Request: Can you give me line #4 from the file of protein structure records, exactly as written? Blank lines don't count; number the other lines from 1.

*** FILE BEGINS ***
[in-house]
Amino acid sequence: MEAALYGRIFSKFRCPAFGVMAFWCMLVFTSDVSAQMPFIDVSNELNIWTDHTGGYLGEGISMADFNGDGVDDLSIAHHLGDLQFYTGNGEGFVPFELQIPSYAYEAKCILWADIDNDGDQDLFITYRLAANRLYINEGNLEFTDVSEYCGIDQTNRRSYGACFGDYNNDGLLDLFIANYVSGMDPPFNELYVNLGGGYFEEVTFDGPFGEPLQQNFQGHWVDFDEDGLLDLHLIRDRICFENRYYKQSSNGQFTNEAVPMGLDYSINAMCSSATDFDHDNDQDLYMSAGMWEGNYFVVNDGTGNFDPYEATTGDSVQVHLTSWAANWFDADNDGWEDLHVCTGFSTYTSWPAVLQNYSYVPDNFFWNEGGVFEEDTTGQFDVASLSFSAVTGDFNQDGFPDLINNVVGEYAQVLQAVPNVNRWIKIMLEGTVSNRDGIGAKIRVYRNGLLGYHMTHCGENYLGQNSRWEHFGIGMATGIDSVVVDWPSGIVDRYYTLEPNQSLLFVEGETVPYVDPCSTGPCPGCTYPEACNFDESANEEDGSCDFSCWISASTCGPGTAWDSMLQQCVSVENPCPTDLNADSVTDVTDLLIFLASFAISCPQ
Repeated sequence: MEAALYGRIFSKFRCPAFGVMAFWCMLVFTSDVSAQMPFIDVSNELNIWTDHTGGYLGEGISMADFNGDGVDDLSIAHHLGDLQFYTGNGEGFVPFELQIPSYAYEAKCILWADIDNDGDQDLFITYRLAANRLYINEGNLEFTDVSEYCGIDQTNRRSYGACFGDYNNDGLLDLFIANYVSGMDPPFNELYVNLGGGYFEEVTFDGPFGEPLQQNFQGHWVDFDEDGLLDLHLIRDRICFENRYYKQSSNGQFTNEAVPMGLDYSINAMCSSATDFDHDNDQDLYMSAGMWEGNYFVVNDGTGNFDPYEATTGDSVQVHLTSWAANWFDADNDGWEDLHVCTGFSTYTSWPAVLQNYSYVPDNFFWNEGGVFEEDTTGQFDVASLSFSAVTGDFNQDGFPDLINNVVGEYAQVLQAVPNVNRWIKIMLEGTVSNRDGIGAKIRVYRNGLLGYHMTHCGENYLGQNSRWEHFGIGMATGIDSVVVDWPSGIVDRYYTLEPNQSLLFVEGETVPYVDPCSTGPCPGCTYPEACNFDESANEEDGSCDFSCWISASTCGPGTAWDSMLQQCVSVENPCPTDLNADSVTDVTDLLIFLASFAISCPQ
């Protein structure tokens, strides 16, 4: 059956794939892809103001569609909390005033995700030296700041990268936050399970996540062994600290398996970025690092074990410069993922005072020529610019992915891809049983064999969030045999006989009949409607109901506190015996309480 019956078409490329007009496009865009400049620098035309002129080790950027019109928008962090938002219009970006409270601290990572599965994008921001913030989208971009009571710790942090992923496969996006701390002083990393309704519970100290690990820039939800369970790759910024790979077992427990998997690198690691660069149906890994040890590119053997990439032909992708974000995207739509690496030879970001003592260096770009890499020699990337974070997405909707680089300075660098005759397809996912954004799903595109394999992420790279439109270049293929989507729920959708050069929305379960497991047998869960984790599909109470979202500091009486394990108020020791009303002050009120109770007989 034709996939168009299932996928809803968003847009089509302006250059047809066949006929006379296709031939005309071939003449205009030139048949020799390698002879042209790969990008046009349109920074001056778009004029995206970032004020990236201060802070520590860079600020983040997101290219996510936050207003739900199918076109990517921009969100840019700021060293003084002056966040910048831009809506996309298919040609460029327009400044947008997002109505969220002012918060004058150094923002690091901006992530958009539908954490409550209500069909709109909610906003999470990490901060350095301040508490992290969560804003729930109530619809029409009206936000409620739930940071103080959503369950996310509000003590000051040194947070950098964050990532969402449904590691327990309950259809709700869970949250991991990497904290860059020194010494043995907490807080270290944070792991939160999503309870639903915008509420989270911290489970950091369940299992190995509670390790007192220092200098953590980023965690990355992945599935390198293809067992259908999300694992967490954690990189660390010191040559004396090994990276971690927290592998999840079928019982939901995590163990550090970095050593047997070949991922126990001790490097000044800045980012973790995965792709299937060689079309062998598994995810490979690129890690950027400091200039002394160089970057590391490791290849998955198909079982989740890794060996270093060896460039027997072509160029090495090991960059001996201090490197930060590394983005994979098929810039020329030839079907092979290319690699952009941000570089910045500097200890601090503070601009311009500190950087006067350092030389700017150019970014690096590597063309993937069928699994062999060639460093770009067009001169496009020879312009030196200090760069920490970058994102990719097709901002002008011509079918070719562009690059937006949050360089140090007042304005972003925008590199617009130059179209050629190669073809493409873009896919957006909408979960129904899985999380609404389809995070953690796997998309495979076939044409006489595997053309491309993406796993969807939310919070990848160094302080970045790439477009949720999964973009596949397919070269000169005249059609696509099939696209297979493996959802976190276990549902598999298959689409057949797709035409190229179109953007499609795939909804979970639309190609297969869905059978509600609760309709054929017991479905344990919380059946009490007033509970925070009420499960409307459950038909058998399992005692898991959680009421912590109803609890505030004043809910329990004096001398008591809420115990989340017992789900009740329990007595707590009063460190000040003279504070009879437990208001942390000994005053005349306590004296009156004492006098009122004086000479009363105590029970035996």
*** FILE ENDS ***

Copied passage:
């Protein structure tokens, strides 16, 4: 059956794939892809103001569609909390005033995700030296700041990268936050399970996540062994600290398996970025690092074990410069993922005072020529610019992915891809049983064999969030045999006989009949409607109901506190015996309480 019956078409490329007009496009865009400049620098035309002129080790950027019109928008962090938002219009970006409270601290990572599965994008921001913030989208971009009571710790942090992923496969996006701390002083990393309704519970100290690990820039939800369970790759910024790979077992427990998997690198690691660069149906890994040890590119053997990439032909992708974000995207739509690496030879970001003592260096770009890499020699990337974070997405909707680089300075660098005759397809996912954004799903595109394999992420790279439109270049293929989507729920959708050069929305379960497991047998869960984790599909109470979202500091009486394990108020020791009303002050009120109770007989 034709996939168009299932996928809803968003847009089509302006250059047809066949006929006379296709031939005309071939003449205009030139048949020799390698002879042209790969990008046009349109920074001056778009004029995206970032004020990236201060802070520590860079600020983040997101290219996510936050207003739900199918076109990517921009969100840019700021060293003084002056966040910048831009809506996309298919040609460029327009400044947008997002109505969220002012918060004058150094923002690091901006992530958009539908954490409550209500069909709109909610906003999470990490901060350095301040508490992290969560804003729930109530619809029409009206936000409620739930940071103080959503369950996310509000003590000051040194947070950098964050990532969402449904590691327990309950259809709700869970949250991991990497904290860059020194010494043995907490807080270290944070792991939160999503309870639903915008509420989270911290489970950091369940299992190995509670390790007192220092200098953590980023965690990355992945599935390198293809067992259908999300694992967490954690990189660390010191040559004396090994990276971690927290592998999840079928019982939901995590163990550090970095050593047997070949991922126990001790490097000044800045980012973790995965792709299937060689079309062998598994995810490979690129890690950027400091200039002394160089970057590391490791290849998955198909079982989740890794060996270093060896460039027997072509160029090495090991960059001996201090490197930060590394983005994979098929810039020329030839079907092979290319690699952009941000570089910045500097200890601090503070601009311009500190950087006067350092030389700017150019970014690096590597063309993937069928699994062999060639460093770009067009001169496009020879312009030196200090760069920490970058994102990719097709901002002008011509079918070719562009690059937006949050360089140090007042304005972003925008590199617009130059179209050629190669073809493409873009896919957006909408979960129904899985999380609404389809995070953690796997998309495979076939044409006489595997053309491309993406796993969807939310919070990848160094302080970045790439477009949720999964973009596949397919070269000169005249059609696509099939696209297979493996959802976190276990549902598999298959689409057949797709035409190229179109953007499609795939909804979970639309190609297969869905059978509600609760309709054929017991479905344990919380059946009490007033509970925070009420499960409307459950038909058998399992005692898991959680009421912590109803609890505030004043809910329990004096001398008591809420115990989340017992789900009740329990007595707590009063460190000040003279504070009879437990208001942390000994005053005349306590004296009156004492006098009122004086000479009363105590029970035996």